Time for pop quiz

May 22, 2006 1:50 AM

In order to master expert strategy, you can’t just read about it. You have to actually learn and master the strategies that you’ll use when you get to the casino.

For some games this isn’t much of a challenge. Just repeat Queen-Six-Four over and over again and you’ve mastered Three Card Poker.

Video poker on the other hand is a bit more complex to master. Each distinct version of the game, combined with its paytable, creates a unique strategy that involves about 30-40 different categories of hands. Each hand you are dealt must be recognized to be one or more of these categories. Next, you need to figure out which one has the higher/highest expected value and play the hand in that manner.

Sound easy? Quite frankly, it’s not. It takes learning the concepts and then learning the specific strategy table. Very few players learn more than a handful of different variations. A common mistake that players make is assuming that they can take the strategy for one game and bring it over to a different game. In some cases, this will cause only a minor reduction in the payback. In others, the impact can be devastating.

Thus, it is imperative that you learn the strategy table for a particular game and stick to that game. When you’re ready, learn another table and then you’ll be ready to play either game.

I’ve covered the strategy table for jacks or better many times in this column in the past two-plus years. Now it’s time to see if you’ve been paying attention, with a little quiz. Assume that you are playing a full-pay jacks or better for each scenario. In future columns, I’ll cover other games, but as always, jacks or better is the best place to start.

How would you play the following hands?

 

A) J© 3ª K© J¨ A©

 

B) Q§ 4© J¨ A§ 8ª

 

C) A§ 3¨ 6© 10§ 8ª

 

D) 10¨ J§ 9© 9ª Q¨

 

Here are the answers.

Hand A should be played as a high pair. As tempting as the 3-card royal is, the expected value of this particular royal is 1.31 while the expected value of the high pair is 1.54. Even if it were a J-Q-K 3-card royal, it would still not be worth throwing the pair for. It should be noted, that this play can ”˜flip flop’ if you’re playing a progressive and the progressive gets to a large enough amount.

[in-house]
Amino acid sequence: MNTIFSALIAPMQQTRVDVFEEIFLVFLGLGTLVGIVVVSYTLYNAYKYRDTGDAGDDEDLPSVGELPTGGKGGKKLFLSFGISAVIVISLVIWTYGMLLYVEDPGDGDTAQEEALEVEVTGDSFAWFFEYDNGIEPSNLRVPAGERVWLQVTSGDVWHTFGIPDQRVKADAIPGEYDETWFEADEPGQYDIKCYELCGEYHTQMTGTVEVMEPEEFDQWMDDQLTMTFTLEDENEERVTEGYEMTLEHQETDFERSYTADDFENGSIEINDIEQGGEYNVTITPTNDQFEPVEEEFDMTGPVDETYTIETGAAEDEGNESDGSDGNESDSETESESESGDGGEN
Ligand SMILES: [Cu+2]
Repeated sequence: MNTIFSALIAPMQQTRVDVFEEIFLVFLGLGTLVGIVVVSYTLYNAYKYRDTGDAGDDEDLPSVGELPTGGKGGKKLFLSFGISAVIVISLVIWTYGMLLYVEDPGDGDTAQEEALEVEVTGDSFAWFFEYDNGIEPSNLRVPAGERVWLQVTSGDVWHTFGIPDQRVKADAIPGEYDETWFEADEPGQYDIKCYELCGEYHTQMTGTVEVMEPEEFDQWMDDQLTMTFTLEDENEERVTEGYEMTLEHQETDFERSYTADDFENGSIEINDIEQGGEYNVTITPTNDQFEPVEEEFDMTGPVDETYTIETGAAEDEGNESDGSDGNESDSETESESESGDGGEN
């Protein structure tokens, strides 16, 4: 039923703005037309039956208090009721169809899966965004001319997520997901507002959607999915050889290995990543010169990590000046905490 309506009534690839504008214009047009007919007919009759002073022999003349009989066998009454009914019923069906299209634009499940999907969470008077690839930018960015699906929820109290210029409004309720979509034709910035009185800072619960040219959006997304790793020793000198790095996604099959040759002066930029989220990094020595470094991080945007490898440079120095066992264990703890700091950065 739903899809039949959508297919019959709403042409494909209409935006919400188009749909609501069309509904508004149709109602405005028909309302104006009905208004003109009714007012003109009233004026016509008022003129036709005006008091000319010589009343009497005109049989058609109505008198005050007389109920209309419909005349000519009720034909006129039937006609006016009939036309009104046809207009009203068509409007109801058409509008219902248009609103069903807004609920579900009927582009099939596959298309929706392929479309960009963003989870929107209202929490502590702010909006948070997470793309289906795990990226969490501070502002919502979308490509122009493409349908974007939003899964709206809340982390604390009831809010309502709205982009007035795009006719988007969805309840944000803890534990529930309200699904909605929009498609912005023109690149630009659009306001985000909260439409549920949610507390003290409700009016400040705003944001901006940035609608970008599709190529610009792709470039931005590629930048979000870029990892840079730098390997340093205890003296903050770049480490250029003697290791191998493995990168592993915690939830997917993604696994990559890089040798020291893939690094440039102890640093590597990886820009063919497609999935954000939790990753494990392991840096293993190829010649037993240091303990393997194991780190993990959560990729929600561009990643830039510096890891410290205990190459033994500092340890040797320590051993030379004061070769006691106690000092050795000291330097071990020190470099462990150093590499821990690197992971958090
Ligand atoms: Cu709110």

Hand B should be played as a 2-card royal (Q-A). We always hold two suited high cards instead of three unsuited high cards. The expected value of the 2-card royal is 0.58 while the expected value of the three high cards is only 0.51. This is a VERY frequently occurring hand and learning this play is imperative if you are to achieve the full potential payback of the game.

Hand C should be played as a single high card (the Ace). An A-10 2-card royal is not playable in full-pay jacks or better.

Hand D is another very commonly occurring hand. A low pair outranks a 4-card straight, with one exception. If the hand is a 10-10-J-Q-K, then the 4-card straight should be held. The low pair has an expected value of 0.82 while the 4-card straight with two high cards is just below at 0.81. It gets worse if there is only one high card or no high cards.

So, how did you do? Here’s how the grading goes. If you got all four correct, you’re on the right track. If you got any wrong, well, you failed.

In the course of playing video poker, you will hit the types of hands in this quiz and dozens more that are similar yet different. Another common mistake by players is the belief that they are playing perfectly, when they are in fact, not doing so.

Learning the strategy tables requires practice. You can do it using a deck of cards, or using one of several excellent pieces of software. While it may seem that a few mistakes will not cost you much, the reality is that if you are making mistakes, you are probably making more than a few.

These mistakes add up and can easily reduce the payback of the game by 1-2%, which is the difference between having a 40% chance of walking away a winner and a 20% chance.